Saudis say full oil output to be restored by end of month

Oil prices fall on news that full output is on track to return faster than was first thought.

Saudi Energy minister Prince Abdulaziz bin Salman
Saudi Energy Minister Prince Abdulaziz bin Salman (centre) attends the Jeddah news conference where he promised the world that the kingdom will keep providing its full oil supply to its customers this month [Waleed Ali/Reuters]

Oil prices dropped about six percent on Tuesday after Saudi Arabia’s energy minister said the kingdom would fully restore its oil production by the end of September following weekend attacks on Saudi crude-processing facilities that reduced global oil output by five percent.

Saturday’s attacks raised the spectre of a major supply shock in a market that in recent months has been preoccupied with demand concerns and faltering global growth. Oil prices surged as much as 20 percent at one point on Monday.

During a news conference on Tuesday, Saudi Arabia Energy Minister Prince Abdulaziz bin Salman said the kingdom will keep its full oil supply commitments to its customers this month.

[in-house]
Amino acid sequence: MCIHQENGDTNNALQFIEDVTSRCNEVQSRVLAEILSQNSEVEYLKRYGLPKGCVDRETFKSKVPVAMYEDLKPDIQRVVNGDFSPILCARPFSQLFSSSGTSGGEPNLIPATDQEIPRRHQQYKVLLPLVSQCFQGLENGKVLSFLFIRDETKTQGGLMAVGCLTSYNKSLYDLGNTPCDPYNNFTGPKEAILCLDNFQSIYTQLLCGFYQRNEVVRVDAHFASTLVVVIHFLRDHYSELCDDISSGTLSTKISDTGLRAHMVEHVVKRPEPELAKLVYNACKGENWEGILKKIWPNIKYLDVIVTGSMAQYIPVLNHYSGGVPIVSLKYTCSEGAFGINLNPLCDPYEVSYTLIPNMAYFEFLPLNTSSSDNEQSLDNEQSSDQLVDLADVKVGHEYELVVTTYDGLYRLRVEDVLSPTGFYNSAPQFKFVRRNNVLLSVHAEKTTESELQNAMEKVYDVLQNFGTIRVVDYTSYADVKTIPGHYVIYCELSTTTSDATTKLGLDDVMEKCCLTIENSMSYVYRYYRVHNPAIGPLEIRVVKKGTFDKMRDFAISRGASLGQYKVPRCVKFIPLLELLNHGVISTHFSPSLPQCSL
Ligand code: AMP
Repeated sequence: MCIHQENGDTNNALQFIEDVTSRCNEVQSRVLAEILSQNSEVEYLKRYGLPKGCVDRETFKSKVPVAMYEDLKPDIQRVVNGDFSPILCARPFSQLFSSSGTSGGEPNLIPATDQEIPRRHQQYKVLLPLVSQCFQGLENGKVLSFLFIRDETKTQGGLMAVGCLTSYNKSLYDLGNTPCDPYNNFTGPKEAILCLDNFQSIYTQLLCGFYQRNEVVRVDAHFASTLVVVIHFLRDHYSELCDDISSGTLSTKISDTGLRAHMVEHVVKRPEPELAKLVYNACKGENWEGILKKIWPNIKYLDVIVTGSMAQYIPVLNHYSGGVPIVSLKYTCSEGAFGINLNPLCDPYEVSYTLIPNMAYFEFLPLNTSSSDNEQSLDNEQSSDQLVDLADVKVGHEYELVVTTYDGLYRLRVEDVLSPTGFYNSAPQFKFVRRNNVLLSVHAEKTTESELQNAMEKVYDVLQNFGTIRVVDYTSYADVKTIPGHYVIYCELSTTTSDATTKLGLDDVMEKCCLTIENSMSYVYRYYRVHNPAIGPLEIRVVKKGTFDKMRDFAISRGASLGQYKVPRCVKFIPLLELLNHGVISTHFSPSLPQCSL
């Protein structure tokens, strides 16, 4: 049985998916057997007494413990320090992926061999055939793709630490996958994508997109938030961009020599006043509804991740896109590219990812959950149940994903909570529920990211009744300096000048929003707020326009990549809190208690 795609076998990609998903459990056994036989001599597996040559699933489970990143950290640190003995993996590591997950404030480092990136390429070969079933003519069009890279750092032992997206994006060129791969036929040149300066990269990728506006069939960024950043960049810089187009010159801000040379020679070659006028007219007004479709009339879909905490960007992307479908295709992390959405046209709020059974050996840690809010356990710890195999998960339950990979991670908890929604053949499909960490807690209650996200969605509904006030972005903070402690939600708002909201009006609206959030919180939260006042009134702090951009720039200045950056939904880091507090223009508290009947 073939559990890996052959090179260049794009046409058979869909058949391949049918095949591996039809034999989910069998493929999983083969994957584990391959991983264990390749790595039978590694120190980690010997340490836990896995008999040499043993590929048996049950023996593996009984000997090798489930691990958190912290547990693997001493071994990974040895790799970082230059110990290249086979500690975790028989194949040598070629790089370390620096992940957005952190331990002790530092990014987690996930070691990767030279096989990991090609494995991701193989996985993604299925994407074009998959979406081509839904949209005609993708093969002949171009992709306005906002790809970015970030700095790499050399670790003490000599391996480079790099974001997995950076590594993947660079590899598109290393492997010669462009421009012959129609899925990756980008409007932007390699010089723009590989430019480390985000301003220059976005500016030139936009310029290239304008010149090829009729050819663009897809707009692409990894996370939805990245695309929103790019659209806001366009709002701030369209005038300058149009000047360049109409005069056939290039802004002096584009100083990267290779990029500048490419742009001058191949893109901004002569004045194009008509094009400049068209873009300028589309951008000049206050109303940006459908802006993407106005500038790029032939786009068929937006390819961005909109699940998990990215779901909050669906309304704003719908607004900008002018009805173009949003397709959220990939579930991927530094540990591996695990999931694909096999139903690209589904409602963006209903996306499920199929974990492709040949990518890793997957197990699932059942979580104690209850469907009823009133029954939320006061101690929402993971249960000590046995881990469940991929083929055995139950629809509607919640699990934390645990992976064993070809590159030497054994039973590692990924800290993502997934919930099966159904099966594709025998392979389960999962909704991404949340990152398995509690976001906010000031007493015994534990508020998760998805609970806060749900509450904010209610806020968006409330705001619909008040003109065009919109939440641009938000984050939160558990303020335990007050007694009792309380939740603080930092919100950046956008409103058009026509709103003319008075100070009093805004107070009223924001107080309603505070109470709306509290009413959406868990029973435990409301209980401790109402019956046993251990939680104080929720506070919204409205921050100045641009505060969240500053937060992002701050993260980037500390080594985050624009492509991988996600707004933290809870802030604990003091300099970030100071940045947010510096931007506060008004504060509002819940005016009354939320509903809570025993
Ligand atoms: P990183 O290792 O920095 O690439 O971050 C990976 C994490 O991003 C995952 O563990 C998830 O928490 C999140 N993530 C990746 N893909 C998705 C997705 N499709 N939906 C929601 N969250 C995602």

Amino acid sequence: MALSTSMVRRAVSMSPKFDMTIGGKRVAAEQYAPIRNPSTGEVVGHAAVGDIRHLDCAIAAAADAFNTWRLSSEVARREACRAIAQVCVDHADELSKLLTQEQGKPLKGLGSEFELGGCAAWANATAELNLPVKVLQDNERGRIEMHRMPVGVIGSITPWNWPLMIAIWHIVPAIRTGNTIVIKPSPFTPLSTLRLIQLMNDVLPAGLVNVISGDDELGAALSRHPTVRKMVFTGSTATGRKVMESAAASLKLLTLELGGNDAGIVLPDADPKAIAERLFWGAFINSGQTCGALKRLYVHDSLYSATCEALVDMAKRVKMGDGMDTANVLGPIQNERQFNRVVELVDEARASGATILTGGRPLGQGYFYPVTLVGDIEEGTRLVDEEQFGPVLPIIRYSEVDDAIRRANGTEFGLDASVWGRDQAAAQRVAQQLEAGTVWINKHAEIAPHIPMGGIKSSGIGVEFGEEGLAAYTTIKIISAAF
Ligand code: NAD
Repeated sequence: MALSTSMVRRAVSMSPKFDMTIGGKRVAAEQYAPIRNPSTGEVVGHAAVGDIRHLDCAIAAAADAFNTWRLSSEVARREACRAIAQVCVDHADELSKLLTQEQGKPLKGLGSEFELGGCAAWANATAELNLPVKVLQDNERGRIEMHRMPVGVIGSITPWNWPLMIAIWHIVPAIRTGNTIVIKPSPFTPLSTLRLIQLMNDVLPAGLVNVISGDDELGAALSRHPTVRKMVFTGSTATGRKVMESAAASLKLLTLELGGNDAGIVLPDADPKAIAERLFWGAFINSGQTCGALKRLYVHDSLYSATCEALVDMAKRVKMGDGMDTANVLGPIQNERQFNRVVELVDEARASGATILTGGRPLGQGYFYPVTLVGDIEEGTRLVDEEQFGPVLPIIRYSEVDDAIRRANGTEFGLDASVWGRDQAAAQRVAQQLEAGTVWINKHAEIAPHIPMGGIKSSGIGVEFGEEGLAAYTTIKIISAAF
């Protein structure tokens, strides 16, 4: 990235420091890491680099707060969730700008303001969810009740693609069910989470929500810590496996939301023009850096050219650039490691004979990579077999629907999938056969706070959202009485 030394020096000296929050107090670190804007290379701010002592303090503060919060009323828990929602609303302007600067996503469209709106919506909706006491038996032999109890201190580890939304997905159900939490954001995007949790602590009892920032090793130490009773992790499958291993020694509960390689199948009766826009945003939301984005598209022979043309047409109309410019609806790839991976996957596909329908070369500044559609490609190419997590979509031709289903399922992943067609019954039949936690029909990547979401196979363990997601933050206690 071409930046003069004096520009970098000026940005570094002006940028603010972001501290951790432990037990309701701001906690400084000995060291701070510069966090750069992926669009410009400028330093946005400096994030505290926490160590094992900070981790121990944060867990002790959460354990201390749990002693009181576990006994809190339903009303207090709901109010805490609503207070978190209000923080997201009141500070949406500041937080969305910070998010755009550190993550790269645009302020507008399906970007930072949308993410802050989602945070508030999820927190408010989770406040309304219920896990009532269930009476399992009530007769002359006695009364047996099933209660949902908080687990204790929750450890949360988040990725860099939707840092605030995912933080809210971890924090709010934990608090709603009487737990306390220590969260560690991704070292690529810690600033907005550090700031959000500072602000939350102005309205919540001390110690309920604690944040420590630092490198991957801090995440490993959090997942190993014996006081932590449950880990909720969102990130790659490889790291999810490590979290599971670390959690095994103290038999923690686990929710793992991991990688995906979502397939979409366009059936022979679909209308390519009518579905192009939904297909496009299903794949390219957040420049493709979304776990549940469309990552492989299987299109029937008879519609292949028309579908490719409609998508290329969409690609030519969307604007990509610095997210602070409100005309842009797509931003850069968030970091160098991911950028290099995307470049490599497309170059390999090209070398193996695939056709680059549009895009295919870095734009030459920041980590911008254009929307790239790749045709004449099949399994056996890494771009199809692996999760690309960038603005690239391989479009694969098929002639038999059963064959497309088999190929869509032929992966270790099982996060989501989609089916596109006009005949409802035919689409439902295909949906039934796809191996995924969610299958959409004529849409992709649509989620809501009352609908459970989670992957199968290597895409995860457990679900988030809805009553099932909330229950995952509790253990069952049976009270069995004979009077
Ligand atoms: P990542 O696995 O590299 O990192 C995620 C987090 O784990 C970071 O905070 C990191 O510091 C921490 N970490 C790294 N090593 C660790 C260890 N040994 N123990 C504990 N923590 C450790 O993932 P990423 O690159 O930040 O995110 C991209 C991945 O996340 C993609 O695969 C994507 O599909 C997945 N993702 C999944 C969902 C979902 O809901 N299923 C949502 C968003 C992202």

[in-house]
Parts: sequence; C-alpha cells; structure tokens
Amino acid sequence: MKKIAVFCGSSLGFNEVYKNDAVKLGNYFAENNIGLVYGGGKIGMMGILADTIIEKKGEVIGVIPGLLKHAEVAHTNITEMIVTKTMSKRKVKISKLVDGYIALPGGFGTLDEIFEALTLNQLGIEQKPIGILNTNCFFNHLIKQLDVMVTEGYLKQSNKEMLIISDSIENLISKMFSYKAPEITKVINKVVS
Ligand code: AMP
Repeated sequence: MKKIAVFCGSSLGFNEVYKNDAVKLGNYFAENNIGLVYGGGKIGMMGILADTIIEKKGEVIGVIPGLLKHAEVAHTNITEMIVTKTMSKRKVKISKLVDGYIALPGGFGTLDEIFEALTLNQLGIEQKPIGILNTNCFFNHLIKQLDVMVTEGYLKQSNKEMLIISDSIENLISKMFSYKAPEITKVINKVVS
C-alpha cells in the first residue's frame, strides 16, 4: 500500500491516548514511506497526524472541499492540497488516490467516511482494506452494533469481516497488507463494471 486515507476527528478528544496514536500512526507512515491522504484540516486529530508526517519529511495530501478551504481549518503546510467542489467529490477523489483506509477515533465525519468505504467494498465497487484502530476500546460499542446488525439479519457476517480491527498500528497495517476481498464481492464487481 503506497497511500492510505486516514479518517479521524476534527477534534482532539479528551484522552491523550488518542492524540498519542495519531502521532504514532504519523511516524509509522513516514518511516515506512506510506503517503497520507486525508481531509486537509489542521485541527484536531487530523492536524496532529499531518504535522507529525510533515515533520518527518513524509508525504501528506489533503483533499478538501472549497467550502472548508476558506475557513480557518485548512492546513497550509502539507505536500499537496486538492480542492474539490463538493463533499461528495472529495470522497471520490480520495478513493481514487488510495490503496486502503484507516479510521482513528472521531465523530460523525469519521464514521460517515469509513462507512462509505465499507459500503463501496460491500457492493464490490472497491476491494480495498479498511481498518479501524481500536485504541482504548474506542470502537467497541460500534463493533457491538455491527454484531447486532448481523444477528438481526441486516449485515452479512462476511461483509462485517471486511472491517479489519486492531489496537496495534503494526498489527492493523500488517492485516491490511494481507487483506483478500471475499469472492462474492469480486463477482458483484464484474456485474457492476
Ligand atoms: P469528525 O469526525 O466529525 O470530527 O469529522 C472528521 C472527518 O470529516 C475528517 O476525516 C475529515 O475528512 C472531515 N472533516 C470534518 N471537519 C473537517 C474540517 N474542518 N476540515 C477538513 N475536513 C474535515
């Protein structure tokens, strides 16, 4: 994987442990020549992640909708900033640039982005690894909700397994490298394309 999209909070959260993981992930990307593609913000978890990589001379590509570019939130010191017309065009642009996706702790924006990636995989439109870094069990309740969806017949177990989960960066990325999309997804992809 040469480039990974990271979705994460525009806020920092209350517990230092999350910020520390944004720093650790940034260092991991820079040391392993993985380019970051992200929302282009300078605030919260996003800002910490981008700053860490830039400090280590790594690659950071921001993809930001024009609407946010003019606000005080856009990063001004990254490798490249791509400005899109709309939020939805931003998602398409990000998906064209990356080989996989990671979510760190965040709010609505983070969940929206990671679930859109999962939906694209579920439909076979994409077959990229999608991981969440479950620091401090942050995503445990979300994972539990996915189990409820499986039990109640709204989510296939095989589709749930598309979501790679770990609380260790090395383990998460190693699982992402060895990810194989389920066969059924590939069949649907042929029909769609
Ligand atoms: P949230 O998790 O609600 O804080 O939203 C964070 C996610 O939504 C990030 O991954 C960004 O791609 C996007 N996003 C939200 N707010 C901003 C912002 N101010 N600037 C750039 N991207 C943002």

A top Saudi source who was briefed on the latest developments told Reuters that not only could production be fully online within two to three weeks, but that the kingdom was also close to restoring 70 percent of the 5.7 million barrels per day it lost because of the attacks.

Brent crude futures fell $4.12, or six percent, to $64.90 a barrel by 2:17pm EDT (1817 GMT) Tuesday, and US West Texas Intermediate (WTI) crude futures fell $3.52, or 5.6 percent, to $59.38 a barrel.

Brent crude sank more than seven percent during the Saudi energy minister’s news conference.

In the immediate fallout from the attacks, state-owned producer Saudi Aramco told some Asian refiners that it would meet its oil commitments, albeit with changes, sources said.

The attacks on crude-processing facilities at Abqaiq and Khurais resulted in the largest single supply disruption in half a century, and threw into question Saudi Arabia’s status as the “supplier of last resort”.

The prospect that the United States and other industrialised countries could release oil from their strategic reserves has weighed on prices. The geopolitical threat of retaliation is also raising concerns.

Source: Reuters